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Recycled Airbags Can be Checked, but Most Aren’t

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Milwaukee, WIPercolating just under the radar of the massive Takata airbag recall (and subsequent bankruptcy of the Japanese manufacturer) are airbag injuries resulting from use of recycled airbags in repaired vehicles either worthy of repair, or which had been deemed as salvage for scrap and parts but incredibly, were repaired and returned to the road.

At issue are salvaged, recycled airbags that are taken from one vehicle and installed into another. Provided the airbag had not been previously deployed, a recycled airbag and inflator removed intact from a vehicle and properly installed in another car is, on the surface not a cause for worry, according to experts.

The assumption, however is that the airbag deemed reusable is properly vetted and checked for integrity, as well as any previous recalls which may, or may not have been carried out by the previous owner.

The aforementioned is an important key – the failure of which is cited in the horrific story of a Nevada teen who suffered serious injuries when a relatively minor frontal impact triggered the deployment of a previously-recalled Takata airbag using the now-vilified ammonium nitrate inflator. The unstable chemical shattered the inflator casing, sending shards of shrapnel into Karina Dorado’s throat and trachea, and leaving the teen with severe airbag injuries.

The car had been purchased used on her behalf by the teen’s father for commuting to, and from her job. Unbeknownst to the family, the car had been totaled in a wreck and given a salvage certificate. However the car was purchased as salvage and repaired, using what turned out to be an intact Takata airbag previously recalled. The recalled airbag was not checked or verified before installation into the salvaged car, or so it is alleged. When the relatively minor front-end collision occurred, the airbag deployed and the defective airbag severely injured the driver.

She is lucky to be alive. Other airbag injury victims have suffered severe lacerations to the carotid arteries in the neck, instantly putting the driver in grave danger of life-ending blood loss. Other airbag injuries have involved the chest, face and even the eyes. There have been at least 11 deaths.

Chris Basso of CarFax has been called upon a lot to comment on this file in recent months – as he was in June by FOX6NOW (06/12/17). While some body shops insist on using new airbags that come directly from the manufacturer and have not been subject to an airbag recall, other enterprises will gladly use recycled airbags for the cost-savings.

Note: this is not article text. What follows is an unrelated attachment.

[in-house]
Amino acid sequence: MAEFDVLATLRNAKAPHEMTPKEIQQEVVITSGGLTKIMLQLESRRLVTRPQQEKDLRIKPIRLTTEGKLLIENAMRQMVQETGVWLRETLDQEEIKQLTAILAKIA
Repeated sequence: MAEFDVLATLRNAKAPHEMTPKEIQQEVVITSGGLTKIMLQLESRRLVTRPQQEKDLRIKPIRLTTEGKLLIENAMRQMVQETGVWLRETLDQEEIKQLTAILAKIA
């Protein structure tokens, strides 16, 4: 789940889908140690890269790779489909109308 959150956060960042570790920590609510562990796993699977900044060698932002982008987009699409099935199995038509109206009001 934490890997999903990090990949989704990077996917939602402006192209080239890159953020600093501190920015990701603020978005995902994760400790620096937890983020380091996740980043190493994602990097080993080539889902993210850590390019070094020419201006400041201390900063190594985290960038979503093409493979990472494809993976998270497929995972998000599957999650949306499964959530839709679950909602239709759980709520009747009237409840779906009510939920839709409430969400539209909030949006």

In theory, Basso says to FOX6NOW in Milwaukee, there’s nothing wrong with the practice – provided the necessary checks and balances are in place.

“The problem is when these airbags aren’t properly checked, it can allow the recalled airbags to slip through the cracks,” said Basso.

FOX6NOW spoke to Larry Force, identified as the service manager at a Chrysler Dealership in Milwaukee. “After-market companies acquire used airbags or used shells and then rebuild them and then re-market them,” said Force.

In this way, a recalled airbag – such as the recalled Takata airbags that have been the subject of so many airbag lawsuits and airbag injuries – finds its way into another car, with the potential for disastrous and sometimes heartbreaking results.

Basso said in comments to FOX6NOW that it’s possible for a mechanic to verify if the airbag in a car is original equipment, or is a replacement airbag and if so, the airbag’s history. “[The mechanic] can remove the airbag cover, look at the serial number and figure out where that airbag came from, if it’s a recycled unit and it’s been recalled,” said Basso.

Basso also told FOX6NOW that CarFax, the firm he represents, employs an airbag check tool. Through use of the tool, consumers can determine if an airbag has been deployed and – if so – whether or not the deployment was properly reported.

Part of the problem, it appears, is that consumers are not generally aware of the widespread use of recycled airbags in repaired vehicles – and may not be aware of the various methodologies and opportunities to check for the presence of a recycled and potentially recalled airbag.

Some consumers may not be aware that the used car they just purchased may have been in a wreck, and may have been substantively repaired with questionable parts. With the massive scope of the Takata airbag recall now clouded by the Takata bankruptcy, together with the near-impossible challenge of replacing compromised airbags in a timely manner, the potential for airbag injuries will remain pervasive for some time to come.

The migration of recalled, but intact Takata airbags through other pathways such as salvage and automotive repair only expands the risk – providing another avenue of litigation for injured plaintiffs seeking damages for airbag injuries from defective airbags, regardless of the situation and circumstances involved.


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